Ky.'s Republican Senators viewed very differently in D.C., Wash. Post's Perry Bacon says
06/19/2011 07:37 PM
While U.S. Sen. Mitch McConnell is in on most of the major discussions in Washington, it is Kentucky’s junior senator — Rand Paul — who has D.C. buzzing, the Washington Post’s Perry Bacon Jr. said.
“Rand Paul is probably the most interesting person in the Senate right now. There’s a lot of talk about him,” Bacon said on Friday’s edition of Pure Politics.
Most recently, Paul has been among the Republicans who have been most outspoken about the United States military leaving Afghanistan. And he held up a vote on the reauthorizing of provisions of the U.S. Patriot Act last month.
“He’s a figure that’s viewed differently than other people,” he said, around the 6:30 mark in the video. “But he’s not up there to make friends in the first place … He wouldn’t get a lot of endorsements if he runs for president, for example, from the other Republican senators. But he’s not looking for that.”
Bacon, a Louisville native and political reporter for the Post, said Paul likely derives much of his influence among tea party supporters from those same tactics that sometimes rankle his Senate colleagues.
As for McConnell — the Senate Republican leader — he is using his influence in the ongoing talks over reducing the nation’s debt and annual budget deficit. Those talks include Vice President Joe Biden, with whom McConnell worked in December to reach agreements on key issues, such as extending tax cuts and ending the Don’t Ask Don’t Tell policy in the U.S. military.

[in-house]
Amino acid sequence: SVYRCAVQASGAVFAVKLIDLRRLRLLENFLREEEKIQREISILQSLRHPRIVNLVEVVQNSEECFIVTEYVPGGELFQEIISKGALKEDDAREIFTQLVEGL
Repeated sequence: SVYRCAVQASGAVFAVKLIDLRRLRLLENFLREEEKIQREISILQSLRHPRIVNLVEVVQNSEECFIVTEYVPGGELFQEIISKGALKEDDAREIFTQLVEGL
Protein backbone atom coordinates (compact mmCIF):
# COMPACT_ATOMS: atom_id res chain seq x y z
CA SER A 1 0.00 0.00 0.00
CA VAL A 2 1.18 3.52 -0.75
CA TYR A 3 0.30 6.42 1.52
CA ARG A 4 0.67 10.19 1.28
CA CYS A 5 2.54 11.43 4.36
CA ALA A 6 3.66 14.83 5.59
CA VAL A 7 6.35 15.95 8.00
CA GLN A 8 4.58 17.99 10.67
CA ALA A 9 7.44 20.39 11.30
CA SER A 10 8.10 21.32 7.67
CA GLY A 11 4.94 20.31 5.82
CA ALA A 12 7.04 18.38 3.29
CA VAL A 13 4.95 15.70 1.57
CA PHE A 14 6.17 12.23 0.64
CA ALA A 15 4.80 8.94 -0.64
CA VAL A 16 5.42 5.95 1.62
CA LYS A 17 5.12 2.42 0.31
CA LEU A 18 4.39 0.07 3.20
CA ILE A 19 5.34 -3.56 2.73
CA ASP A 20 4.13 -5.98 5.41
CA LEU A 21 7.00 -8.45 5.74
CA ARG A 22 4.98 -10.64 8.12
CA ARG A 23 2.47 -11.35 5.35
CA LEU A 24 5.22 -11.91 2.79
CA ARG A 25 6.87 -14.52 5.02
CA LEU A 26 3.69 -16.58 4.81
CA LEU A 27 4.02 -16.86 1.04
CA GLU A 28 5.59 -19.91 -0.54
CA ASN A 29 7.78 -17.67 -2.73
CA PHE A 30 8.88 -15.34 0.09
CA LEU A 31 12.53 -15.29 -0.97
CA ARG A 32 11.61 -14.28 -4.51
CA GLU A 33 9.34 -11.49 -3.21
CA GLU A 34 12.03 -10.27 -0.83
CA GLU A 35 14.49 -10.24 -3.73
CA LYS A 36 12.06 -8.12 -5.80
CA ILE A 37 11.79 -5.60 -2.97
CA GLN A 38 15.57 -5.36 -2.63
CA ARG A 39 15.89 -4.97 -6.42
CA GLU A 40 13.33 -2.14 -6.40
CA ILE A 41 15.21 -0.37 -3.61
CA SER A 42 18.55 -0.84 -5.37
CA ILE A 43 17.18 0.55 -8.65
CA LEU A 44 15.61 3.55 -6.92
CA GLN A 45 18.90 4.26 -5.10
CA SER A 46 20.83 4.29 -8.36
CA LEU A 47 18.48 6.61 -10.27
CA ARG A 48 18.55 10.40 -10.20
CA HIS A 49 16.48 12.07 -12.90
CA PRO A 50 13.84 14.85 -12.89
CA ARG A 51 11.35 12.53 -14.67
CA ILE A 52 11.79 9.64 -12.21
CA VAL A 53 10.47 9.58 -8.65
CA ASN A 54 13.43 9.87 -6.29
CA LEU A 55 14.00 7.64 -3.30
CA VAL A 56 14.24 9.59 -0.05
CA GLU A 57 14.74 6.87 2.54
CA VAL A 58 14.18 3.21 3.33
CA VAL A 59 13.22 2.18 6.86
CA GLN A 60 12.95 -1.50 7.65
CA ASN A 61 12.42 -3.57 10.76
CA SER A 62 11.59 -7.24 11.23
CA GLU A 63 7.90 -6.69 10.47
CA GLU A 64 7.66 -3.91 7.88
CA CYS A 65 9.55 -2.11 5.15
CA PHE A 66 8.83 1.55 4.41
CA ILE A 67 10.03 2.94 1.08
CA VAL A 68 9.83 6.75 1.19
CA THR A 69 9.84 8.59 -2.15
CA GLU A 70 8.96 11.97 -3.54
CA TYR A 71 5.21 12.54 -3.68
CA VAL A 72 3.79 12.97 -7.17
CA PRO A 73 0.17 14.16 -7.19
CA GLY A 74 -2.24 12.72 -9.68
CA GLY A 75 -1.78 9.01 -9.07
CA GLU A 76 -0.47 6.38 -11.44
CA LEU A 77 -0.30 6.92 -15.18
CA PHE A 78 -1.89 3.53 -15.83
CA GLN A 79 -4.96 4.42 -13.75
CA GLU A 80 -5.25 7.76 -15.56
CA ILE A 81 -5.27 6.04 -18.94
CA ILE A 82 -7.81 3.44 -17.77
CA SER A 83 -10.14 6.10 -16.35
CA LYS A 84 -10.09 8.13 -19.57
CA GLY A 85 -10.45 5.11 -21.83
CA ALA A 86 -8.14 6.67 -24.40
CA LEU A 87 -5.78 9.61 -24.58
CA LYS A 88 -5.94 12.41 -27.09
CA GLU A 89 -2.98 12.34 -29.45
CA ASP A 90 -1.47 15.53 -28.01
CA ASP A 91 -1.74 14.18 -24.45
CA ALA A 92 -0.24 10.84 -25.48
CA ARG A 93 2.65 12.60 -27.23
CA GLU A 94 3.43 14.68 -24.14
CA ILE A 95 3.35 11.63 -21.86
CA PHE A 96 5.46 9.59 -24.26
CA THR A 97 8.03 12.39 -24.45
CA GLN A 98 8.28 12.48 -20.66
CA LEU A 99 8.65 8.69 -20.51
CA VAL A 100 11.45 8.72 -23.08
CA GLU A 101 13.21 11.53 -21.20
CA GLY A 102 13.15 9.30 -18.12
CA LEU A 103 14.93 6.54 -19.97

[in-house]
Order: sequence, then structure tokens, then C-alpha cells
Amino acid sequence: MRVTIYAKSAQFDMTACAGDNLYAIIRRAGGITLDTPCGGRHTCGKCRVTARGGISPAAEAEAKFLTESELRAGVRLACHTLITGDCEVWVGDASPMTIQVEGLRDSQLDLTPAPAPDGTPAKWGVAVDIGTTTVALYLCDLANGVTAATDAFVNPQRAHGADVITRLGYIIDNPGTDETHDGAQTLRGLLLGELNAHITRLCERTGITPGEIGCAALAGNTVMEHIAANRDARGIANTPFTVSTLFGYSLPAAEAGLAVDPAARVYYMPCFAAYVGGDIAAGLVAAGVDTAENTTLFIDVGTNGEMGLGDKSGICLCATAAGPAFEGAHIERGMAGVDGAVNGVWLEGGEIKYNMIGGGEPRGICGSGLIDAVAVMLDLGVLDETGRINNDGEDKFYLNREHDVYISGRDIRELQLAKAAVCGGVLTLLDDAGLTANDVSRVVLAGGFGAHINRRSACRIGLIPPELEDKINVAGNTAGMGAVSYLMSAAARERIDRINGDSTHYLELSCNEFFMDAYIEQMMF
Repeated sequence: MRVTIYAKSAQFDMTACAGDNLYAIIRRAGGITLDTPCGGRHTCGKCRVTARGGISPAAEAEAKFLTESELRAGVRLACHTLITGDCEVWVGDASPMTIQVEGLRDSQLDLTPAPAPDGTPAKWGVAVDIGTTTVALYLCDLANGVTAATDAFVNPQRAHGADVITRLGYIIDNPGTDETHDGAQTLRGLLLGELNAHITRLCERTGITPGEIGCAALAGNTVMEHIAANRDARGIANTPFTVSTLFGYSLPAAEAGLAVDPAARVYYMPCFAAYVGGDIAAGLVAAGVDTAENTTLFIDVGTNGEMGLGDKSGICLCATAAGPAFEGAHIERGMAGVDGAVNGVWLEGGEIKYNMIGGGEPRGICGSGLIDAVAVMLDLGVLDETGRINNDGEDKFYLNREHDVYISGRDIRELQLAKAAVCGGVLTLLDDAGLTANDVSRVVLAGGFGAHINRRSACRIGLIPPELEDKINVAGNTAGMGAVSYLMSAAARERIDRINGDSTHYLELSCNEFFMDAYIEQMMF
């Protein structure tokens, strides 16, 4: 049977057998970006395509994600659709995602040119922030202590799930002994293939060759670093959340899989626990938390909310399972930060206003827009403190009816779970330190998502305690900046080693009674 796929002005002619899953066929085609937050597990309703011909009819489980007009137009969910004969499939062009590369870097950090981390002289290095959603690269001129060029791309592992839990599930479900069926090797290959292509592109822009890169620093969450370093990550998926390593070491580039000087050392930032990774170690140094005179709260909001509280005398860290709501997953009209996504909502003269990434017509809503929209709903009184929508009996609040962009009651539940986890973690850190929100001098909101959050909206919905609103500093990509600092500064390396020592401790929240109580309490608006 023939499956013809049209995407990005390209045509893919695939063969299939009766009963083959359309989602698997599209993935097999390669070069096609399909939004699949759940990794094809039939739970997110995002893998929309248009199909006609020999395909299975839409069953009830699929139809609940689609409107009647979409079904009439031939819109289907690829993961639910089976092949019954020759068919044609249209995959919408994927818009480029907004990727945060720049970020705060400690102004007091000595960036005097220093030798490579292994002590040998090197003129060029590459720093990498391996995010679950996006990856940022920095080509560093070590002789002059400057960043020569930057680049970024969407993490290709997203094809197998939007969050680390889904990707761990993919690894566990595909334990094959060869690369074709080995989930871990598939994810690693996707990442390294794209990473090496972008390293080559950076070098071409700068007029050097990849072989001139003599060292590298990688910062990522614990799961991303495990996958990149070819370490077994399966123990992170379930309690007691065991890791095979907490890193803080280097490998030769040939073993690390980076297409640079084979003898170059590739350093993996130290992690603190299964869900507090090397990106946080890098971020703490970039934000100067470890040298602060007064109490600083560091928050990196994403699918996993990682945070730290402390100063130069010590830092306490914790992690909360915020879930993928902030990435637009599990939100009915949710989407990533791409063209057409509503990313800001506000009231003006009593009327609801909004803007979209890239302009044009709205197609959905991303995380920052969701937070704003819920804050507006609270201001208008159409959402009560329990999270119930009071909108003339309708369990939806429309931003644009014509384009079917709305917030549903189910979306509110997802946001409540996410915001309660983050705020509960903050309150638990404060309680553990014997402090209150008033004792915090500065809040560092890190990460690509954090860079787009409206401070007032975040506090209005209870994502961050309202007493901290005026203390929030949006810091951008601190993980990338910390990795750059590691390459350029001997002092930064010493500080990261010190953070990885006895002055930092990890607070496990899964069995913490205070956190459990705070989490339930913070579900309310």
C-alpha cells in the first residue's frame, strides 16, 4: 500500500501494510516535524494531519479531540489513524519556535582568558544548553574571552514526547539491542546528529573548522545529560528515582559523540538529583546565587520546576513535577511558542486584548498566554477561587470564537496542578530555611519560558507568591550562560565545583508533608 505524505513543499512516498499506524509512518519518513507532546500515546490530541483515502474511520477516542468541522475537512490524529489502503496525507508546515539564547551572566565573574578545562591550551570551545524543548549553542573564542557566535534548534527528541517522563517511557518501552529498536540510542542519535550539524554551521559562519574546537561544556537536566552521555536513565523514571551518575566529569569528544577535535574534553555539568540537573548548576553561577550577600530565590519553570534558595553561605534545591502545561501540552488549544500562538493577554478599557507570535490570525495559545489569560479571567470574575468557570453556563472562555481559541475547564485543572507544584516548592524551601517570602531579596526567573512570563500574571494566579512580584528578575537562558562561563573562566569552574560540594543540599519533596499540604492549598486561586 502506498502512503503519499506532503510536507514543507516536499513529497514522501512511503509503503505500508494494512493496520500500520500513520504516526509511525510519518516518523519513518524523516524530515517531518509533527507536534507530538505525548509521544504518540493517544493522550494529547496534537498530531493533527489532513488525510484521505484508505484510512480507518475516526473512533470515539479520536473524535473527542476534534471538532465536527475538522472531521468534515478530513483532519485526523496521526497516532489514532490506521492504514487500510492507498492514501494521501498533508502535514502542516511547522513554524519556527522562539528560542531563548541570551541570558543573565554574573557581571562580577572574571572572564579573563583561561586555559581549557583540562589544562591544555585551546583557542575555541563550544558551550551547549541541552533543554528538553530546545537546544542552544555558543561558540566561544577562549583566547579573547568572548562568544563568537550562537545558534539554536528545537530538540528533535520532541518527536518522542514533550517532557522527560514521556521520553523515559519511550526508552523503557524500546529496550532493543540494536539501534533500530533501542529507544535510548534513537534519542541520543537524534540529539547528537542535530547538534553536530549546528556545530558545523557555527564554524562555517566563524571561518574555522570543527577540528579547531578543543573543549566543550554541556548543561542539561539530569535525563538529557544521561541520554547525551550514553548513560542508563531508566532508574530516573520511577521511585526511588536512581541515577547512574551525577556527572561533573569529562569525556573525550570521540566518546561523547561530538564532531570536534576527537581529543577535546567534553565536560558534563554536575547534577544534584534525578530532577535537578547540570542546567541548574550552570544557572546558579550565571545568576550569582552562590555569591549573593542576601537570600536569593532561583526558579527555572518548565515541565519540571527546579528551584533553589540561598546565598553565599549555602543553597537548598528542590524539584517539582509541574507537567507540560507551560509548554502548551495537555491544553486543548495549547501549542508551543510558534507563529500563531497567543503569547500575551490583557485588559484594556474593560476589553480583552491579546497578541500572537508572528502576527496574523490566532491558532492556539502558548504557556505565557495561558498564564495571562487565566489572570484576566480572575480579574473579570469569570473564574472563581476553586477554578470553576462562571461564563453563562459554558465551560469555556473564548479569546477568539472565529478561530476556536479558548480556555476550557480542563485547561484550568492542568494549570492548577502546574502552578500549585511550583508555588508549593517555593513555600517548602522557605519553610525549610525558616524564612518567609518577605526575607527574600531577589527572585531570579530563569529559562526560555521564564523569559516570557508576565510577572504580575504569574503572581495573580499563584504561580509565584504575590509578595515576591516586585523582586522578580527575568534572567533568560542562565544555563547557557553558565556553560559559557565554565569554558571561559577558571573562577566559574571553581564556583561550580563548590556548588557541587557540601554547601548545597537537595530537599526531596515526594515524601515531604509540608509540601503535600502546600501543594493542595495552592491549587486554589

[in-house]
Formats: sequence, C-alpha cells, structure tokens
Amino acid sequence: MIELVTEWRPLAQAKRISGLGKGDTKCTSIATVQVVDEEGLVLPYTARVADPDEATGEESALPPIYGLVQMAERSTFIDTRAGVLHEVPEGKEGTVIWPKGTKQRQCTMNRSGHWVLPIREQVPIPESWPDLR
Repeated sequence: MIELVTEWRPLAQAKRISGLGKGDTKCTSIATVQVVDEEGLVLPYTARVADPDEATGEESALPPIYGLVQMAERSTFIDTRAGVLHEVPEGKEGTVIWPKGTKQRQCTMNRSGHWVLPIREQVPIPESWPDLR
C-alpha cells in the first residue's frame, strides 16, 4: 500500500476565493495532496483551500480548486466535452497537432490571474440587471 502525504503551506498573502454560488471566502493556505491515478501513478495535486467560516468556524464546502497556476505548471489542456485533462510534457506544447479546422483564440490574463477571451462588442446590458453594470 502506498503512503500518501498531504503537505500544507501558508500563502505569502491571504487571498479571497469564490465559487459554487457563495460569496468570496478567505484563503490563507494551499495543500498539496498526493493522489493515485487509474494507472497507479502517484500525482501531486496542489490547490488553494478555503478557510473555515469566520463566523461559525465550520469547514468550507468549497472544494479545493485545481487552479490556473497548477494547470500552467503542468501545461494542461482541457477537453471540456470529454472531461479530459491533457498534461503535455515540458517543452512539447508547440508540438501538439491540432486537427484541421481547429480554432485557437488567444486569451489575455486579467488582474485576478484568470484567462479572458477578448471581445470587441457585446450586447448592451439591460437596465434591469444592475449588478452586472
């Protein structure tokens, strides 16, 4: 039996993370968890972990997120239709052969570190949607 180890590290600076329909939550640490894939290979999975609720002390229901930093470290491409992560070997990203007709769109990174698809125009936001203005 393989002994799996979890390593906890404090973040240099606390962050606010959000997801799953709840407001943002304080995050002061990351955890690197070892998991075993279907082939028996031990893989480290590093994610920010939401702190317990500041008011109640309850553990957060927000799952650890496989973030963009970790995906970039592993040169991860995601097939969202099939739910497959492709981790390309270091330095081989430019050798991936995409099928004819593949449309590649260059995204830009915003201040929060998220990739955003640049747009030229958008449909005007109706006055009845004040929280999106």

But the debt talks are at a crucial point, with Democrats wary about changes to programs, such as Medicare, and Republicans resistant to tax increases of any kind.
“The President is calling for tax increases as part of this deal, and … Sen. McConnell is very opposed to that. He’s said over and over again, he will not support any tax increases as part of any deficit reduction agreement,” he said at around the 2:50 mark.
Still, there has been an increasing populist sentiment — as well as grumbling about CEO compensation — among the electorate.
But it seems unlikely Republicans will change their position and allow taxes to go up on the rich, Bacon said.
“You will not see the (House Budget Chairman) Paul Ryan kind of ideas, either,” he said around 4 minutes. “The Republicans are going to have to bend in terms of what kind of ideas they support — what kind of ideas in Medicare.”
For instance, he said instead of Ryan’s proposal to essentially turn Medicare into a voucher-like program, Congress could implement caps or cut off certain Medicare benefits for the wealthiest Americans.
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